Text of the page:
There are (at the moment) four castes—the servant caste, the soldier caste, the artisan caste, and the noble caste.
The servant caste is charged with agriculture, mining, and quarrying, as well as some menial labor. It is the most populous caste, and its members are physically the largest; they tend to be a little bigger than the average human. They have very sharp hearing and a relatively developed sense of smell, as well as very good night vision, but because almost invariably they spend their entire lives below ground, they are very sensitive to bright light, and their skin cannot stand sunlight. Dispositionally, they have been selected for submissiveness and slow-wittedness. I plan on adding some notable linguistic differences to the servant-tongue dialect of the dwarven language, such as some restrictions on recursion, but I haven't worked them all out yet.
Soldier caste members are almost as big in stature as servants. They are much more resilient, with very thick skin and a distinct bone structure—their skulls and ribs are visibly thicker, and they have a set of bony plates under the skin in their abdomen which shields their major organs at the expense of some mobility. Their limb structure is also modified, giving them greater leaping and striking power. They are less susceptible to disease and heal quickly, although they are vulnerable to berserker rages with a sufficient hit of adrenaline.
The artisan class is charged with most manufacturing work and academic study. Their skin is a little less thick than soldiers', and their bones are very dense (though not structurally as distinct as soldiers' are), but they are shorter and not naturally as strong. Soldiers and artisans can sometimes interbreed, but the offspring is always sterile.
The noble class is the most diminutive of the castes, and the one with which foreigners are most familiar. Nobles are charged with trading, administrative tasks, and government roles. They are reproductively compatible with artisans, but not with soldiers or servants. Along with the artisans they are the most intelligent of the castes.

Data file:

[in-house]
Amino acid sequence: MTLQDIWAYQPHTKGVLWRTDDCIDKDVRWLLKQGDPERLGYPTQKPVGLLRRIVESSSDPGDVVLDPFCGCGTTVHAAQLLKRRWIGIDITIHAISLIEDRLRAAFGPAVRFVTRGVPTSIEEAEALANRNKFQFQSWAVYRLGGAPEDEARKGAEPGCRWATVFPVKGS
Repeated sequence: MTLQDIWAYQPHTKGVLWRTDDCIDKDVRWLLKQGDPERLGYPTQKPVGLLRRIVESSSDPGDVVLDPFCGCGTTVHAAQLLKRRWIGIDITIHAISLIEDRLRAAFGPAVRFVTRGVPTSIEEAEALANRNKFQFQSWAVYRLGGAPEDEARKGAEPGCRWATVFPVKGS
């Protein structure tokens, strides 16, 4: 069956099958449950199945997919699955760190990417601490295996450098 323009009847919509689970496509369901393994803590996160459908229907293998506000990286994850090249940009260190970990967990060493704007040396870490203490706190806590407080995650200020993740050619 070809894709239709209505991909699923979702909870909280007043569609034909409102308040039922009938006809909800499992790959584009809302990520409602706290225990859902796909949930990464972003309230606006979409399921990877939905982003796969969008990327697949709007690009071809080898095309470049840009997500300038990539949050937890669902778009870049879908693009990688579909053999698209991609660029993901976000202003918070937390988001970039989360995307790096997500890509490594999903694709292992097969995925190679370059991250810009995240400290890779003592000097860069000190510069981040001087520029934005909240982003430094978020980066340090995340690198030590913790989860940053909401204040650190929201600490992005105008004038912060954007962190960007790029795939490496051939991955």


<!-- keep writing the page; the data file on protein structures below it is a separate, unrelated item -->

Also, what is the material culture of the feayr like? Do they wear clothes in either form?
The feayr do not often wear very much clothing due to shapeshifting complications, since only fabric that is woven from the hair of the wearer will change with the shift. Once individuals come of age, females will use this material for breast bindings during whelping season, and both genders wear a breechcloth throughout the year.
Otherwise clothing is not very common. Children, prior to undergoing the naming rite, usually wear nothing at all, and adults will only wear additional clothing if they have to work in human shape out in the cold for an extended period of time. Certain ornamental pieces may be worn for ceremonial purposes, but scented oils are more common than pieces of clothing for this. (In general, ritual and ornamental regalia is much more olfactory-focused than visual.)
In terms of general material culture, HW feayr actively exchange goods like tools, crafts, scents, and food (though special rules apply in that last case), but the economy is based on gift-giving and social capital. The pack is structured upon a web of stance
relations, where every member is in either a leading
relationship with each other member, with a few exceptions. (These relationships are manifested in the language as well, which is one of my favorite features.) Gift-giving increases the social standing of the giver in relation to her stance toward the recipient.
In mated pairs, possessions and gift-giving/receiving are managed by the female.
Have you read A Fire Upon the Deep or The Children of the Sky? They feature a race of aliens who closely resemble dogs with a preindustrial level of development, and you might get a sense of how sentient canids would behave. Also, they're very good books.
I had not heard of them! I'll have to make a library raid—thanks for the rec!